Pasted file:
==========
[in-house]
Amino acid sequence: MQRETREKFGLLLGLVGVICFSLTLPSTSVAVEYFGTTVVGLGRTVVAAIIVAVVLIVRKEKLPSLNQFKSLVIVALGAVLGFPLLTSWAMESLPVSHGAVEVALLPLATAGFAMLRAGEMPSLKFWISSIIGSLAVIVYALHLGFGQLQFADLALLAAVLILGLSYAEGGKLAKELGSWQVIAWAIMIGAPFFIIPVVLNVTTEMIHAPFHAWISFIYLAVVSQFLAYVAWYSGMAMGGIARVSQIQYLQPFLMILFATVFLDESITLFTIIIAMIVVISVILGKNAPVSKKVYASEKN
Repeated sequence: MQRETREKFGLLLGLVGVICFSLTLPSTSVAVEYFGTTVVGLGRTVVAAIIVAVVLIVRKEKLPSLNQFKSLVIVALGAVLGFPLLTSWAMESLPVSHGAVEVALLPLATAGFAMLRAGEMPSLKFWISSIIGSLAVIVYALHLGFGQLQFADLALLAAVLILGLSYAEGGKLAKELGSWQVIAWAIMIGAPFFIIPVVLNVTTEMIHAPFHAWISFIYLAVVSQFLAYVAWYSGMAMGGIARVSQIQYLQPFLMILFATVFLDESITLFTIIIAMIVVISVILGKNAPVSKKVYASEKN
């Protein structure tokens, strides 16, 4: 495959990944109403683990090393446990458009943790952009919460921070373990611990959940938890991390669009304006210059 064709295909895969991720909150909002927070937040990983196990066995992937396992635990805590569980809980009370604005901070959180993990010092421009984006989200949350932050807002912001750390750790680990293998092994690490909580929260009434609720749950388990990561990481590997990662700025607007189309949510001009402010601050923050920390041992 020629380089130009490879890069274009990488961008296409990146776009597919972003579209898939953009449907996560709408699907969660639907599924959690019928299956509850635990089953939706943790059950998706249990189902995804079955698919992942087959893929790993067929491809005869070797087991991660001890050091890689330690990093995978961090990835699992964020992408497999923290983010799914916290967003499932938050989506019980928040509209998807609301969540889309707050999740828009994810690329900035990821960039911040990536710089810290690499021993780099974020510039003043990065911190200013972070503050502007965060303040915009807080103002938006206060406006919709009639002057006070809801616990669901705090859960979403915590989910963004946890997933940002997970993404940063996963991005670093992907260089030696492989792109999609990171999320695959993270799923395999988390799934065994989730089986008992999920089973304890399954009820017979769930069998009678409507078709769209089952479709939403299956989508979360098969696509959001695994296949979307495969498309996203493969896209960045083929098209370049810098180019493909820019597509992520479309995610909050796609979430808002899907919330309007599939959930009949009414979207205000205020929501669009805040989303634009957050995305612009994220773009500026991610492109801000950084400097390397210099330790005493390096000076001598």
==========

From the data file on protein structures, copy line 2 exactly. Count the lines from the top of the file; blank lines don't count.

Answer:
Amino acid sequence: MQRETREKFGLLLGLVGVICFSLTLPSTSVAVEYFGTTVVGLGRTVVAAIIVAVVLIVRKEKLPSLNQFKSLVIVALGAVLGFPLLTSWAMESLPVSHGAVEVALLPLATAGFAMLRAGEMPSLKFWISSIIGSLAVIVYALHLGFGQLQFADLALLAAVLILGLSYAEGGKLAKELGSWQVIAWAIMIGAPFFIIPVVLNVTTEMIHAPFHAWISFIYLAVVSQFLAYVAWYSGMAMGGIARVSQIQYLQPFLMILFATVFLDESITLFTIIIAMIVVISVILGKNAPVSKKVYASEKN